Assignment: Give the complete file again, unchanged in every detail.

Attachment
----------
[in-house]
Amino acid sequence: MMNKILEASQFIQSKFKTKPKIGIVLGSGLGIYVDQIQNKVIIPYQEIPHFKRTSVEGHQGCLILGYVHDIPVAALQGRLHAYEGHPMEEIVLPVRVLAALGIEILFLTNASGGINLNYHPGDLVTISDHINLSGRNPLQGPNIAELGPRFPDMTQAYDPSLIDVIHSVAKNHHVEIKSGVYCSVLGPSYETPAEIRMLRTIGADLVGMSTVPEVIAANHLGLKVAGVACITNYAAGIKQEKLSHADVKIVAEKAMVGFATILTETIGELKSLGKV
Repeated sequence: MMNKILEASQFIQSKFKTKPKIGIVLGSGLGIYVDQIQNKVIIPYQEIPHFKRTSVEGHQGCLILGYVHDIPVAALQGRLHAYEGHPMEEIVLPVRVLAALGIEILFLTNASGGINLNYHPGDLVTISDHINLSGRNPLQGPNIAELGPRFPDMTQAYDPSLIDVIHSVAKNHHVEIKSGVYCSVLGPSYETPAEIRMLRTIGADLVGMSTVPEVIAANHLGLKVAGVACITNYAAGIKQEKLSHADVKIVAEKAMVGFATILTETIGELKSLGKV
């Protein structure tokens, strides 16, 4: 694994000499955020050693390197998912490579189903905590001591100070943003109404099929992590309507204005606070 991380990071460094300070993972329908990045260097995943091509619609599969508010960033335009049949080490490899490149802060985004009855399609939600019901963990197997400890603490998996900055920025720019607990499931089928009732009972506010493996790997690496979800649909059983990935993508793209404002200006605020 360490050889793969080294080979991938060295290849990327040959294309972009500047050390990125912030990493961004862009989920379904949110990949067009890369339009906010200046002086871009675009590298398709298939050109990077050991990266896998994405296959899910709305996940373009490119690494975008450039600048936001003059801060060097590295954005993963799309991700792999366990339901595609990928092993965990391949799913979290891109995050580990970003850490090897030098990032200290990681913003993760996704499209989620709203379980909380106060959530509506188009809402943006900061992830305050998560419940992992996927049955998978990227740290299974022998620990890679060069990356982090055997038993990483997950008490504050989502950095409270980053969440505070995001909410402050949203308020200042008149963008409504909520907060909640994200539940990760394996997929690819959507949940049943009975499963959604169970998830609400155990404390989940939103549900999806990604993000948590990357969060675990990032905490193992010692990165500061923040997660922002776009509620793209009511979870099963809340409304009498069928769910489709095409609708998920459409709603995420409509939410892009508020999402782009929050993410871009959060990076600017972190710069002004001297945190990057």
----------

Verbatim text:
[in-house]
Amino acid sequence: MMNKILEASQFIQSKFKTKPKIGIVLGSGLGIYVDQIQNKVIIPYQEIPHFKRTSVEGHQGCLILGYVHDIPVAALQGRLHAYEGHPMEEIVLPVRVLAALGIEILFLTNASGGINLNYHPGDLVTISDHINLSGRNPLQGPNIAELGPRFPDMTQAYDPSLIDVIHSVAKNHHVEIKSGVYCSVLGPSYETPAEIRMLRTIGADLVGMSTVPEVIAANHLGLKVAGVACITNYAAGIKQEKLSHADVKIVAEKAMVGFATILTETIGELKSLGKV
Repeated sequence: MMNKILEASQFIQSKFKTKPKIGIVLGSGLGIYVDQIQNKVIIPYQEIPHFKRTSVEGHQGCLILGYVHDIPVAALQGRLHAYEGHPMEEIVLPVRVLAALGIEILFLTNASGGINLNYHPGDLVTISDHINLSGRNPLQGPNIAELGPRFPDMTQAYDPSLIDVIHSVAKNHHVEIKSGVYCSVLGPSYETPAEIRMLRTIGADLVGMSTVPEVIAANHLGLKVAGVACITNYAAGIKQEKLSHADVKIVAEKAMVGFATILTETIGELKSLGKV
């Protein structure tokens, strides 16, 4: 694994000499955020050693390197998912490579189903905590001591100070943003109404099929992590309507204005606070 991380990071460094300070993972329908990045260097995943091509619609599969508010960033335009049949080490490899490149802060985004009855399609939600019901963990197997400890603490998996900055920025720019607990499931089928009732009972506010493996790997690496979800649909059983990935993508793209404002200006605020 360490050889793969080294080979991938060295290849990327040959294309972009500047050390990125912030990493961004862009989920379904949110990949067009890369339009906010200046002086871009675009590298398709298939050109990077050991990266896998994405296959899910709305996940373009490119690494975008450039600048936001003059801060060097590295954005993963799309991700792999366990339901595609990928092993965990391949799913979290891109995050580990970003850490090897030098990032200290990681913003993760996704499209989620709203379980909380106060959530509506188009809402943006900061992830305050998560419940992992996927049955998978990227740290299974022998620990890679060069990356982090055997038993990483997950008490504050989502950095409270980053969440505070995001909410402050949203308020200042008149963008409504909520907060909640994200539940990760394996997929690819959507949940049943009975499963959604169970998830609400155990404390989940939103549900999806990604993000948590990357969060675990990032905490193992010692990165500061923040997660922002776009509620793209009511979870099963809340409304009498069928769910489709095409609708998920459409709603995420409509939410892009508020999402782009929050993410871009959060990076600017972190710069002004001297945190990057």